Long-term efficacy and safety of exemestane in the treatment of breast cancer
GA Walker,1 M Xenophontos,2 LC Chen,3 KL Cheung2
1Clinical Oncology, East Midlands Deanery, 2Breast Surgery, School of Graduate Entry Medicine and Health; 3Medicine Use, School of Pharmacy, University of Nottingham, Nottingham, UK
Abstract: Exemestane, a steroidal aromatase inhibitor, is licensed for postmenopausal patients with estrogen receptor (ER)-positive breast cancer as second-line therapy in metastatic disease following antiestrogen failure and as part of sequential adjuvant therapy following initial tamoxifen. This study is a systematic literature review, evaluating exemestane in different clinical settings. The Ovid Medline (1948–2012), Embase (1980–2012), and Web of Science (1899–2012) databases were searched. Forty-two relevant articles covering randomized controlled trials were reviewed for efficacy and safety, and three for adherence. With regard to efficacy in metastatic disease, exemestane is superior to megestrol acetate after progression on tamoxifen. There is evidence for noninferiority to fulvestrant (following a prior aromatase inhibitor) and to nonsteroidal aromatase inhibitors in the first-line setting. Combined use with everolimus is shown to be more efficacious than exemestane alone following previous aromatase inhibitor use. In the adjuvant setting, a switch to exemestane after 2–3 years of tamoxifen is superior to 5 years of tamoxifen. Exemestane is noninferior to 5 years of tamoxifen as upfront therapy, and may have a role as an extended adjuvant therapy. Used as neoadjuvant therapy, increased breast conservation is achievable. As chemoprevention, exemestane significantly reduces the incidence of breast cancer in “at-risk” postmenopausal women. Exemestane is associated with myalgias and arthralgias, as well as reduced bone mineral density and increased risk of fracture, which do not appear to persist at follow-up, with subsequent return to pretreatment values. Compared with tamoxifen, there is a reduced incidence of endometrial changes, thromboembolic events, and hot flashes. Limited evidence shows nonadherence in 23%–32% of patients. Evidence is growing in support of exemestane in all clinical settings. It is generally more efficacious and has a better safety profile than tamoxifen. How it compares with the nonsteroidal aromatase inhibitors remains to be established. Further studies are required on adherence to ensure that maximum benefit is obtained.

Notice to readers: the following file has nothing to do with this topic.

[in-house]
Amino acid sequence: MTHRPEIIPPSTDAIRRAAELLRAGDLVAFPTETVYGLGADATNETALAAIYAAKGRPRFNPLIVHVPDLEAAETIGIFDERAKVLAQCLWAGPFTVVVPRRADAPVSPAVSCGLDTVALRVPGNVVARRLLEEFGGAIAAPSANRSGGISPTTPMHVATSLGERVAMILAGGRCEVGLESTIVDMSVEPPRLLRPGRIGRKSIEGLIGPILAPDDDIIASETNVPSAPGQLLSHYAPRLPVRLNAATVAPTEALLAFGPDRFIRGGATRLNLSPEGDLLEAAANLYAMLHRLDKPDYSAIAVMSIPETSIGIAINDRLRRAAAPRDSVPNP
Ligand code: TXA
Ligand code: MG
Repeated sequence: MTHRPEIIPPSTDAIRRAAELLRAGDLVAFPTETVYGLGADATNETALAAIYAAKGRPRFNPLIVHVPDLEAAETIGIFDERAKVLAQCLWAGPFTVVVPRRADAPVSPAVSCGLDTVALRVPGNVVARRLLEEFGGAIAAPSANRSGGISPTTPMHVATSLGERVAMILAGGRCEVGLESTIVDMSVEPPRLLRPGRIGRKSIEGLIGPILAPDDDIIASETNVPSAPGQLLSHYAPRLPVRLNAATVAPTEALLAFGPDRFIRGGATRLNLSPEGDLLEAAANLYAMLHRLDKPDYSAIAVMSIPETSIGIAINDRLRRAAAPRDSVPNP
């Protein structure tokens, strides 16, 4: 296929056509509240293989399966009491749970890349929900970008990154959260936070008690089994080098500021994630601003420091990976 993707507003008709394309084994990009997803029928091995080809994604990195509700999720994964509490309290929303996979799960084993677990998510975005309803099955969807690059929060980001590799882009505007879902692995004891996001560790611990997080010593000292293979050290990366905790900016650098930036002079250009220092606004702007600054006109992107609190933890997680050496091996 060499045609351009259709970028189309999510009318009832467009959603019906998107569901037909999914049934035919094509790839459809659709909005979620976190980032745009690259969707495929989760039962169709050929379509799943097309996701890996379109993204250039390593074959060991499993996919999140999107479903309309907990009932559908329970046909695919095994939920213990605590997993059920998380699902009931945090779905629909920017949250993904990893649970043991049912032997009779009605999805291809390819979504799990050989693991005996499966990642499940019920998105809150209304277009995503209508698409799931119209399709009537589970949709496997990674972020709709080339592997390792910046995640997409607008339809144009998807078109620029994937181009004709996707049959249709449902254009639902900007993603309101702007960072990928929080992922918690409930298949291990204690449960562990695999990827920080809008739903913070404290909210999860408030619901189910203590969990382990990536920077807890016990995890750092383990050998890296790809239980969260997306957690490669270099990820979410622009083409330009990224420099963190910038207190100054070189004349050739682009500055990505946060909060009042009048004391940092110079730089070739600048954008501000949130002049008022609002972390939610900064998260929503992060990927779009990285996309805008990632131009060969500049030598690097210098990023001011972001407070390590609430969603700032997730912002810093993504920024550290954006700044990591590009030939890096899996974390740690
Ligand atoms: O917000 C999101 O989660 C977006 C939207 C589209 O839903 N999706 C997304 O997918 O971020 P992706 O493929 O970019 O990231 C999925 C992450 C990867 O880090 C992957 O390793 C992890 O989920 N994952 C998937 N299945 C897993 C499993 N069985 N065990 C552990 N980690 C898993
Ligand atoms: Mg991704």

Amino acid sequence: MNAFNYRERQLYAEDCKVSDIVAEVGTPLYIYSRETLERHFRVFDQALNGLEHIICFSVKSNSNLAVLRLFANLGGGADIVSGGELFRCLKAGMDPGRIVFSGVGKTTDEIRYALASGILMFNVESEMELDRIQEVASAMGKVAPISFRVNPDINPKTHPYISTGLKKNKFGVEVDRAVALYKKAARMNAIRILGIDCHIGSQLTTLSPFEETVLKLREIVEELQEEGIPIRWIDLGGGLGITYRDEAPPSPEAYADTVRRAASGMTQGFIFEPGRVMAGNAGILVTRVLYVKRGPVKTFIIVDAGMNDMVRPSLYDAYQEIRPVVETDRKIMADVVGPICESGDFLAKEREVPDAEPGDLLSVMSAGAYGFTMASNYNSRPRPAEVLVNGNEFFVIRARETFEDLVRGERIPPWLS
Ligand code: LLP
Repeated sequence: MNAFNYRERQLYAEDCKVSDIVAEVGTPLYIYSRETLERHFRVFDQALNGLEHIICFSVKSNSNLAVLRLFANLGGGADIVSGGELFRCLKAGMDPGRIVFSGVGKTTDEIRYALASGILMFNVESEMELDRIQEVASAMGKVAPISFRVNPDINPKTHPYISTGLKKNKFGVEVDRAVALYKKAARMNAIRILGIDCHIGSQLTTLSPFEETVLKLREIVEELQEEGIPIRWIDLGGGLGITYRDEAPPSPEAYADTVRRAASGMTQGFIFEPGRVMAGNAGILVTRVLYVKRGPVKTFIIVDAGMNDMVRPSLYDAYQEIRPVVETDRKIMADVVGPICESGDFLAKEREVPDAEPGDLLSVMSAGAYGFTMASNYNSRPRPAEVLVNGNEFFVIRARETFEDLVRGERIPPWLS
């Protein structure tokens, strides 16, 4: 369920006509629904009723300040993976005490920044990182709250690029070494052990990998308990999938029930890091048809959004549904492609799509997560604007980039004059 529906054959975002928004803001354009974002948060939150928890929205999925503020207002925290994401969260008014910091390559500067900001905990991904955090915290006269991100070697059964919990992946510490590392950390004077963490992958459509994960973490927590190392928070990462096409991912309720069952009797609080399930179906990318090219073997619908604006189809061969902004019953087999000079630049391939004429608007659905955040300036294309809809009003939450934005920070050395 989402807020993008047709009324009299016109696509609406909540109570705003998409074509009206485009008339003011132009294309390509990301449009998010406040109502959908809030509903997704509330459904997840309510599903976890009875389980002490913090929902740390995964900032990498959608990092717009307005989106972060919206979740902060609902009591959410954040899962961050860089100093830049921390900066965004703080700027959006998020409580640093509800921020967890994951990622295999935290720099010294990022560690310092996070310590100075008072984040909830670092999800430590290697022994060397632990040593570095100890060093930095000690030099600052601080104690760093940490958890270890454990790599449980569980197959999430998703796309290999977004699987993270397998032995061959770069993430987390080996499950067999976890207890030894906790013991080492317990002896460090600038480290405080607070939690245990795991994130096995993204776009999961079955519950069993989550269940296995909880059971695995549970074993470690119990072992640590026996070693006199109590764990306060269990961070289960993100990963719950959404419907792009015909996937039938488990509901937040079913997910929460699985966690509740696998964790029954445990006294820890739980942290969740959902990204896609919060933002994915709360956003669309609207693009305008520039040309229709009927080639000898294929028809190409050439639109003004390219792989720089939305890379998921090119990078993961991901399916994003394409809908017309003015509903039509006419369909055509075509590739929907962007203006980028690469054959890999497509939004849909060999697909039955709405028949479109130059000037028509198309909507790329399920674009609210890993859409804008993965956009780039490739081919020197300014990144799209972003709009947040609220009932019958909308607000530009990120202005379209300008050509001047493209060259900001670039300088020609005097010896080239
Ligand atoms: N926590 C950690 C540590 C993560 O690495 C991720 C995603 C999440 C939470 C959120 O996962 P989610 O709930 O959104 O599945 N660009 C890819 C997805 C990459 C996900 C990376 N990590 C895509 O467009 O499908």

Keywords: breast cancer, exemestane, review, adherence, metastatic, adjuvant
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